Aviva Endean is a clarinetist, composer, improviser, curator, sound artist, performance-maker and collaborator. Aviva regularly works across a range of contexts including experimental and improvised music, new chamber music, creating theatre works which are designed to be listened to, and working on cross- disciplinary collaborations. Aviva is a frequent collaborator of the Australian Art Orchestra (AAO) and was the inaugural Associate Artist of the AAO’s Pathfinder – Leadership Music Program in 2018/2019.
The overall impact of all the musicians coming together with their widely different sounds created an almost hypnotic environment, exposing the ear to unique creations, and opening up the mind to infinite possibilities. This collaboration produced stunning music that I’d dearly love to hear more of and attend again. Rating: ★★★★½
Korean jazz vocalist Sunny Kim and Yolngu song-man Daniel Wilfred (keeper of Yolngu manikay from North East Arnhem land) took centre stage in this show, presenting a series of skillfully blended pieces that preserved the distinctness of their rich musical styles. Kim’s compelling presence and versatile singing voice were beautifully complemented by the electronic effects and musical instruments in the show. Her vocal prowess was at its peak in the song Guguk (meaning bird), where she interleaved ethereal bird-like vocals with the singing. Wilfred, who sings in language from the oldest continuously practiced music tradition in the world (traced back over 40,000 years), performed his songs with a unique quality of spirit, strength and skill.Jaya Berged, 'Meeting Point Series: Hand to Earth', 27 February 27 2020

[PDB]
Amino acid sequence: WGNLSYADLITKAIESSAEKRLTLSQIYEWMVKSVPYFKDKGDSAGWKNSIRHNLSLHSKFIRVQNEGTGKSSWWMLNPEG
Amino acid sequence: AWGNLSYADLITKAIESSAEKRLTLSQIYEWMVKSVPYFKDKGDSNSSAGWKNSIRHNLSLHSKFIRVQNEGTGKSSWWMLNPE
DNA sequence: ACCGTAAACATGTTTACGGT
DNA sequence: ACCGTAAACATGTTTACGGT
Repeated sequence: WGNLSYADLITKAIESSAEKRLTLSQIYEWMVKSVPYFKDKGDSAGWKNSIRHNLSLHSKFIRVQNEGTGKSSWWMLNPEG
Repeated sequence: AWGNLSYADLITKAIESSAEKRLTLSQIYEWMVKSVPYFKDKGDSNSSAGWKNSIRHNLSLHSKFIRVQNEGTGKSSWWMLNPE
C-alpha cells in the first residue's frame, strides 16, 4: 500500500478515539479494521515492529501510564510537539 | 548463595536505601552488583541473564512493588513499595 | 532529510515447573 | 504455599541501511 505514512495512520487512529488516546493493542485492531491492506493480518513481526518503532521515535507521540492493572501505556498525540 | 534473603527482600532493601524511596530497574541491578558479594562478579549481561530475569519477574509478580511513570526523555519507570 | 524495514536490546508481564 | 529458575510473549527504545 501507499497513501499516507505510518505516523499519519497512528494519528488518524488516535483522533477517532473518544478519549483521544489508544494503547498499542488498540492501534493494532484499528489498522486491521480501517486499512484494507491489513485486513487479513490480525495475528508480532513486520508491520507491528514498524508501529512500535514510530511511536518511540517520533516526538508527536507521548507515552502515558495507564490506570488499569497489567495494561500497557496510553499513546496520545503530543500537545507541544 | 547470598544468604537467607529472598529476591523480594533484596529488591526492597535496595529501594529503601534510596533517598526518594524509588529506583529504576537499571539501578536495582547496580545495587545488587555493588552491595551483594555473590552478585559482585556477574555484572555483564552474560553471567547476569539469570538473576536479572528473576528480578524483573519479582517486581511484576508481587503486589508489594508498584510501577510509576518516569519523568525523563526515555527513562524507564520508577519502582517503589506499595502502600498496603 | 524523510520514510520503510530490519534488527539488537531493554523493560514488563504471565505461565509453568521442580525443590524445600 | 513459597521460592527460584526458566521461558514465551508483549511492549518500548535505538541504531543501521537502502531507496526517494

‘Hand to Earth’ offered an extraordinary insight into the ceremonies of our First Nations peoples. Five stars: ★★★★★Suzannah Conway, 'Music review: Hand to Earth, Canberra International Music Festival', Arts Hub Music, 4 May 2021
The achievement of the musicians in bringing all these elements together, so successfully and with such passion, was extraordinary. A blending of cultures, of the oldest on earth with new technologies, of the didgeridoo with clarinets and a trumpet, of a female voice with an Arnhem Land Songman, these were managed with aplomb around a palette of contemporary and traditional music. And the stories, based around a series of traditional manakay (songs) of the land and animals, of wild buffalo looking for fresh water, also included a flower song for the female voice.Suzannah Conway, 'Music review: Hand to Earth, Canberra International Music Festival', Arts Hub Music, 4 May 2021